- I generally f-ing love "I f-ing love science" - they reach a truly impressive number of people, and they usually do a good job of conveying why science itself (beyond just particular results) is fun. That being said, I've started to notice lately that in the physics and astro stories they run they sometimes either use inaccurate/hype-y headlines or report what is basically a press release completely uncritically. For instance, while it fires the mind of science fiction fans everywhere, I don't think it's actually good that IFLS decided to highlight a paper from the relatively obscure journal Phys. Lett. B and claim in a headline that the LHC could detect extra spatial dimensions by making mini black holes. Sure. And SETI might detect a signal next week. What are the odds that this will actually take place? Similarly, the headline "Spacetime foam discovery proves Einstein right" implies that someone has actually observed signatures of spacetime foam. In fact, the story is the exact opposite: Observations of photons from gamma ray bursts have shown no evidence of "foaminess" of spacetime, meaning that general relativity (without any exotic quantumness) can explain the results. A little improved quality control on the selection and headlines particularly on the high energy/astro stories would be great, thanks.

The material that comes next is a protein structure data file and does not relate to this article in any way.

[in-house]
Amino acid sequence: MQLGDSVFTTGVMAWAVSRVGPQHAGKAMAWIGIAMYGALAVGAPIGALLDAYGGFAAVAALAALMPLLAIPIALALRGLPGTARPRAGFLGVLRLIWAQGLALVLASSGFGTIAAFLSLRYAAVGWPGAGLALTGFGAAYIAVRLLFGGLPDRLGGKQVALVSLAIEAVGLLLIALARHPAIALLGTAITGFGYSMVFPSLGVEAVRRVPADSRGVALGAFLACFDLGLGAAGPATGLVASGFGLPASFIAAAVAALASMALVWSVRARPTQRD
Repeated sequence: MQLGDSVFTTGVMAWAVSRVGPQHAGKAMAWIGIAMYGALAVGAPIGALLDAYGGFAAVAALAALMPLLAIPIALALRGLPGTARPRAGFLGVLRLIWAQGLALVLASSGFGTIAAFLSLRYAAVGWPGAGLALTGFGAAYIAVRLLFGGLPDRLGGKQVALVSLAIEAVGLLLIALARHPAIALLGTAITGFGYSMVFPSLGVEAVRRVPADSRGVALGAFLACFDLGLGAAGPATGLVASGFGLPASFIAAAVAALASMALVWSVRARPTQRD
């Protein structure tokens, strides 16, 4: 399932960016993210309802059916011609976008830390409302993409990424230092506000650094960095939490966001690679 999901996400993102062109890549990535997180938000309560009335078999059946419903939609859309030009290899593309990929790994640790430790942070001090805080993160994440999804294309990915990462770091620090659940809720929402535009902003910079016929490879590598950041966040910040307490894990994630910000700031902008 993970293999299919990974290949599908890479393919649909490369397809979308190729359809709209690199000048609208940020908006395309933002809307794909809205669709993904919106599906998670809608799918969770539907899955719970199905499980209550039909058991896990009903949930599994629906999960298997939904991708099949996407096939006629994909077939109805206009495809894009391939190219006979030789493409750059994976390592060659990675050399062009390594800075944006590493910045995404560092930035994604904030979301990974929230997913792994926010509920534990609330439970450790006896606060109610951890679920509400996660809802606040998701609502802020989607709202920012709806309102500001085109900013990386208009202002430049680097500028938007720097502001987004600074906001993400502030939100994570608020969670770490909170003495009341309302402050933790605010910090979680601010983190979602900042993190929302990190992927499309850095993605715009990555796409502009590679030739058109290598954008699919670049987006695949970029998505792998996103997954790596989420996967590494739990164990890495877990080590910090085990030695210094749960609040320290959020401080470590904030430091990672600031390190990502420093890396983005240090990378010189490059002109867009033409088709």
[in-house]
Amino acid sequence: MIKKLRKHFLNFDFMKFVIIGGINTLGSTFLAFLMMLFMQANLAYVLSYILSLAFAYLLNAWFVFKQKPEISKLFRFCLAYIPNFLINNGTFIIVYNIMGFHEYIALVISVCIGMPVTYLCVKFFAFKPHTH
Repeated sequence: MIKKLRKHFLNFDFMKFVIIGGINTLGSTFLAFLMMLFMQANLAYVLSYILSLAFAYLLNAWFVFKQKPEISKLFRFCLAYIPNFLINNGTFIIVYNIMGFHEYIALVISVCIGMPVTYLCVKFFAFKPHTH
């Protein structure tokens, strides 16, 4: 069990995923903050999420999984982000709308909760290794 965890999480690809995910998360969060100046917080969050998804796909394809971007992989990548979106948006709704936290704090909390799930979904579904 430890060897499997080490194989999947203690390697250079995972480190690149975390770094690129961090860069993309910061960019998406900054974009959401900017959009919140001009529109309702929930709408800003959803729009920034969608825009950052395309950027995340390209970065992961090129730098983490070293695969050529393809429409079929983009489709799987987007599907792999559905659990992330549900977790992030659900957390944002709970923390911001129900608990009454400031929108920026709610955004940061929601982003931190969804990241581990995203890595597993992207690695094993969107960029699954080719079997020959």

- There was an article in the most recent APS News that got me interested in Alan Alda's efforts at Stony Brook on communicating science to the public. Alda, who hosted Scientific American Frontiers and played Feynman on Broadway, has dedicated a large part of his time in recent years to the cause of trying to spread the word to the general public about what science is, how it works, how it often involves compelling narratives, and how it is in many ways a pinnacle of human achievement. He is a fan of "challenge" contests, where participants are invited to submit a 300-word non-jargony explanation of some concept or phenomenon (e.g., "What is a flame?", "What is sleep?"). This is really hard to do well!
- Vox has an article that isn't surprising at all: Uncritical, hype-filled reporting of medical studies leads to news articles that give conflicting information to the public, and contributes to a growing sense among the lay-people that science is untrustworthy or a matter of opinion. Sigh.
- Occasionally deficit-hawk politicians realize that science research can benefit them by, e.g., curing cancer. If only they thought that basic research itself was valuable.
Tuesday, March 24, 2015
Brief items, public science outreach edition
Here are a couple of interesting things I've come across in terms of public science outreach lately:
Posted by Douglas Natelson at 3:30 PM